Holding a Pencil

Hints and tip and activities for holding a pencil.

GENERAL INFORMATION ON HOLDING A PENCIL

Pencil grip is only one part of handwriting. In nursery and school a variety of ways of pencil holds will be seen. Most children develop a pencil hold that is comfortable for them. The type of pencil grip your child uses is only a problem if it is making writing difficult to read, is not at a reasonable speed or makes their hand sore or tired.


HINTS AND TIPS

  • Show your child the correct way to hold their pencil.
  • Help your child place their finger and thumb in the correct finger position.
  • Praise your child when they hold their pencil in a good position.
  • Do lots of fun drawing and writing activities together using different types of pencils, crayons and chalks.

 

IF WORRIED ABOUT YOUR CHILD’S PENCIL HOLD 

  • Try different types of pens/pencils.
  • An elastic band wrapped around the pencil 1-2cm from the tip to remind where fingers should be placed.
  • Try pencil grips.
  • Using a slightly angled surface e.g. a 3 ring binder placed flat on the table to write on.

 

GOOD SITTING POSITION: 

How best to sit

If possible:

  • Bottom back on the chair
  • Feet flat on the floor
  • Arms rest comfortably on the table
  • Table and chair a comfortable size for your child.


POSITIONING OF PAPER
 
How best to position the paper

If possible :

Make sure the non-writing hand is always holding the paper.  The paper should be sloped at the same angle as the writing hand.  This will help your child to see what they are writing.

 

HOLDING A PENCIL (Advice for younger children) 

As soon as your child stops putting things in their mouth give them little pieces of chalk or crayon and big sheets of paper to scribble on.  It is important to encourage a good pencil grip from the start so make sure your child is able to identify and name their thumb, pointer finger and middle finger (see below for Tommy Thumb Song) so they can start to use them together. 

 

 ACTIVITY IDEAS

  • Sing the Tommy Thumb song (see below for lyrics).
  • Use a variety of different mark makers (e.g. thick felt pens, chunky crayons, chunky chalk etc) and encourage your child to colour in pictures.
   
  • Finger paint with your child and encourage them to use a different colour for each finger (thumb, pointer and middle fingers only).
  • Pick up marbles using the thumb, pointer and middle fingers only.
  • For any of the above ideas it can be helpful to encourage your child to hold a small cotton wool ball (or another small object) in the palm of their hand using their ruby ring (ring finger) and baby small (pinkie finger) as this will ensure these fingers do not become part of pencil grasp.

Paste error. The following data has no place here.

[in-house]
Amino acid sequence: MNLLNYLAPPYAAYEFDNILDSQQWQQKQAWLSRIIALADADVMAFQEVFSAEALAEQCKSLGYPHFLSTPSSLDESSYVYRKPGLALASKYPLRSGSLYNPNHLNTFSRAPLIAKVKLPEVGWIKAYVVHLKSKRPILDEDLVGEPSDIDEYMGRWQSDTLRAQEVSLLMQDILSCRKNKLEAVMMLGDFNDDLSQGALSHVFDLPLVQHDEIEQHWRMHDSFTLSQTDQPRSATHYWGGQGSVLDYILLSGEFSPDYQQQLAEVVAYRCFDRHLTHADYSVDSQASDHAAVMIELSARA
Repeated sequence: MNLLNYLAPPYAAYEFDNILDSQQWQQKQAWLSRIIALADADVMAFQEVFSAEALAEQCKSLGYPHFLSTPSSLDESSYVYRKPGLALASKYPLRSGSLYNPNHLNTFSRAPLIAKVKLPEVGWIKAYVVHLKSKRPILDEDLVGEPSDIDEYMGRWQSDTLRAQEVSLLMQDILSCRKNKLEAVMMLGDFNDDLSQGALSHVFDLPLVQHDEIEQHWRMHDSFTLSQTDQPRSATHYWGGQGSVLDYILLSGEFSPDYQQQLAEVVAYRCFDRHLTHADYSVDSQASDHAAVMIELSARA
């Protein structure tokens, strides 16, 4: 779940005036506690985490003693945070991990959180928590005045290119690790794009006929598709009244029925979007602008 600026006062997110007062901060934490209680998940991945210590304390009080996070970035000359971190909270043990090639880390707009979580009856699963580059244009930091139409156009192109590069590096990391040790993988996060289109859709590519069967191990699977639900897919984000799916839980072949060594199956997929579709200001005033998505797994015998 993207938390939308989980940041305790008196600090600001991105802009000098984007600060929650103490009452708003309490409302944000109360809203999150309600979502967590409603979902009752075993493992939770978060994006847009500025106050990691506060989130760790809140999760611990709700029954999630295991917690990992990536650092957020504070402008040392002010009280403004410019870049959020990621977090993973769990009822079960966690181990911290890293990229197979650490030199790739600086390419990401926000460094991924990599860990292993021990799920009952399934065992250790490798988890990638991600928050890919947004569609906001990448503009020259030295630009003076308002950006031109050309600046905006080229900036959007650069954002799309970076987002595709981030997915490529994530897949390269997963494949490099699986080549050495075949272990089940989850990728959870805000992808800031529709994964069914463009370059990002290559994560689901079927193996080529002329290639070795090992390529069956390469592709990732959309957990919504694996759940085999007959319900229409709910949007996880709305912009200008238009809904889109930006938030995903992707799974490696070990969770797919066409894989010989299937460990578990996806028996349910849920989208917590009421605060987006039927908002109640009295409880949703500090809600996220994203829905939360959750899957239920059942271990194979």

HOLDING A PENCIL (Advice for older children) 

As soon as your child can hold a mark maker using the thumb, pointer and middle finger only start to reinforce a good tripod grasp.  Children easily develop bad habits and it is much harder to break these habits once they become established.  It is important to use a tripod grasp as it is the most efficient method.  As your child gets older and the volume of work increases they may be susceptible to pain or fatigue if they are not using the proper pencil grip. 

 

ACTIVITY IDEAS

  • Use short pencils or crayons to encourage your child to only use their thumb, pointer and middle finger.
  • Put an elastic band around the pencil (2cm from the tip) and encourage your child to always place their thumb and first two fingers on the band, or alternately you can buy pencil grips that will encourage your child to develop a good tripod grasp.
  
  • Use chunky triangular pencil/crayons which will encourage the correct pencil grasp.
 
  • Give your child plenty of opportunities to try using a pencil/crayon.  Let them score off items on your shopping list as you put them in your trolley.  Encourage them to do dot-to-dots and mazes.

 

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Content

  • Holding a Pencil
  • Hints and Tips
  • If worried about your child's pencil hold
  • Good Sitting Position
  • Positioning of Paper
  • Activity Ideas